According to mythology Kaunos was founded by King Kaunos, son of the Carian King Miletus and Kyane, and grandson of Apollo. Kaunos had a twin sister by the name of Byblis who developed a deep, unsisterly love for him. When she wrote her brother a love letter, telling him about her feelings, he decided to flee with some of his followers to settle elsewhere. His twin sister became mad with sorrow, started looking for him and tried to commit suicide. Mythology says that the Calbys river emerged from her tears.
The oldest find at the Kaunos archeological site is the neck of a Protogeometric amphora dating back to the 9th century BC, or even earlier. A statue found at the western gate of the city walls, pieces of imported Attic ceramics and the S-SE oriented city walls show habitation in the 6th century BC. However, none of the architectural finds at Kaunos itself dates back to earlier than the 4th century BC.
Kaunos is first referred to by Herodotus in his book Histories. He narrates that the Persian general Harpagus marches against the Lycians, Carians and Kaunians during the Persian invasion of 546 BCE. Herodotus writes that the Kaunians fiercely countered Harpagus' attacks but were ultimately defeated. Despite the fact that the Kaunians themselves said they originated from Crete, Herodotus doubted this. He thought it was far more likely that the Kaunians were the original inhabitants of the area because of the similarity between his own Carian language and that of the Kaunians. He added that there were, however, great differences between the lifestyles of the Kaunians and those of their neighbours, the Carians and Lycians. One of the most conspicuous differences being their social drinking behaviour. It was common practice that the villagers -men, women and children alike- had get-togethers over a good glass of wine.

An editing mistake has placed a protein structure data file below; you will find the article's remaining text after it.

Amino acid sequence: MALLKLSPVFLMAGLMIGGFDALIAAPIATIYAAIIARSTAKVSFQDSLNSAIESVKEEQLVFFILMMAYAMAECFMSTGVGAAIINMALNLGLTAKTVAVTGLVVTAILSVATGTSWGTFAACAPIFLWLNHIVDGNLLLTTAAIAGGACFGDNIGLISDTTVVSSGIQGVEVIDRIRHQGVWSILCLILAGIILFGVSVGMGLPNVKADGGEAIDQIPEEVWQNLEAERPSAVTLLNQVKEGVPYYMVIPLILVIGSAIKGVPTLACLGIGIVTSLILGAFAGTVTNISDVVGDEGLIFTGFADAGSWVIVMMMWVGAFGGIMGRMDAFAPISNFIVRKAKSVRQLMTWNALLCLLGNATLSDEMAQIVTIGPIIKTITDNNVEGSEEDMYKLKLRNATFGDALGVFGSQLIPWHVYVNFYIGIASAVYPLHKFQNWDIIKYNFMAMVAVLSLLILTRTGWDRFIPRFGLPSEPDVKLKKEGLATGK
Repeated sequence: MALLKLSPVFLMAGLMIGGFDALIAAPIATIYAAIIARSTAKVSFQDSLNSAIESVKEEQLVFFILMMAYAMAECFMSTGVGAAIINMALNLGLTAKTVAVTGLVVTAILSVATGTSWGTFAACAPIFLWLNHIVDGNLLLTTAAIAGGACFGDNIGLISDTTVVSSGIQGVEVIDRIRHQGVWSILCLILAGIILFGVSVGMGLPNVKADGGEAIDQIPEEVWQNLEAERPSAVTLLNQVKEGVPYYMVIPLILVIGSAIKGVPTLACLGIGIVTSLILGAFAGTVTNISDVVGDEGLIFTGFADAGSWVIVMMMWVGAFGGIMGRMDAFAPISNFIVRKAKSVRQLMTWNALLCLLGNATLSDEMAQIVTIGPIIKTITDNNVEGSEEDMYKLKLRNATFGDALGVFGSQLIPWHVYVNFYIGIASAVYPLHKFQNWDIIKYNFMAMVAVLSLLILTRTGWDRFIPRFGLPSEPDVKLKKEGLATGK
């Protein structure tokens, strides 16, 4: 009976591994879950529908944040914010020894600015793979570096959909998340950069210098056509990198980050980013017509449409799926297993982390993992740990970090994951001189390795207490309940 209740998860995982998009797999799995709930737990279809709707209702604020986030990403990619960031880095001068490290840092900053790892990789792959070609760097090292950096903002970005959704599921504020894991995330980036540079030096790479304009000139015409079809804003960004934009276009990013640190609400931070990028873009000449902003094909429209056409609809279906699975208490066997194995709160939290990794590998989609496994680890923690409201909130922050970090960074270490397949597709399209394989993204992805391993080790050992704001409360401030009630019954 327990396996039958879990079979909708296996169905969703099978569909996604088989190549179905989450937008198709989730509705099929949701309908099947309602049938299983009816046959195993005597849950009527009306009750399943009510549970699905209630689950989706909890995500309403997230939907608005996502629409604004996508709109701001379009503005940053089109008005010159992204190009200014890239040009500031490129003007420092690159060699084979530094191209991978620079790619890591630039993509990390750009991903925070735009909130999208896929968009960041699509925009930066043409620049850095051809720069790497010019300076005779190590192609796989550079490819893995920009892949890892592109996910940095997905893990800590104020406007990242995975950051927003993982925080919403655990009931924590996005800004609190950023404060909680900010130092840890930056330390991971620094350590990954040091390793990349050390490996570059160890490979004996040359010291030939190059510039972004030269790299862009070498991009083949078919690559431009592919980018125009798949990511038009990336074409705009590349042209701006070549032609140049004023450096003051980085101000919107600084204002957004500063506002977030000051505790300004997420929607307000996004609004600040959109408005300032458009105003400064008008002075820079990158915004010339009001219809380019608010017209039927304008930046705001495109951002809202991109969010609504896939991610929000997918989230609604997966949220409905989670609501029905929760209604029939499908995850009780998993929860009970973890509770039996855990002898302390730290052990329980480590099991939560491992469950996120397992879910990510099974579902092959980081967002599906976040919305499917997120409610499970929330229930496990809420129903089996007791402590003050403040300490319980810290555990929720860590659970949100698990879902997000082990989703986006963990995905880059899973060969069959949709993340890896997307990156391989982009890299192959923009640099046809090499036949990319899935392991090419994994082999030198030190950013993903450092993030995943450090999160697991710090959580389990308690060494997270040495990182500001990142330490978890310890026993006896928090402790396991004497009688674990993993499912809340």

Some important inscriptions in Carian language were found here, dating to c. 400 BC, including a bilingual inscription in Greek and Carian found in 1996. They helped to decipher the Carian alphabets.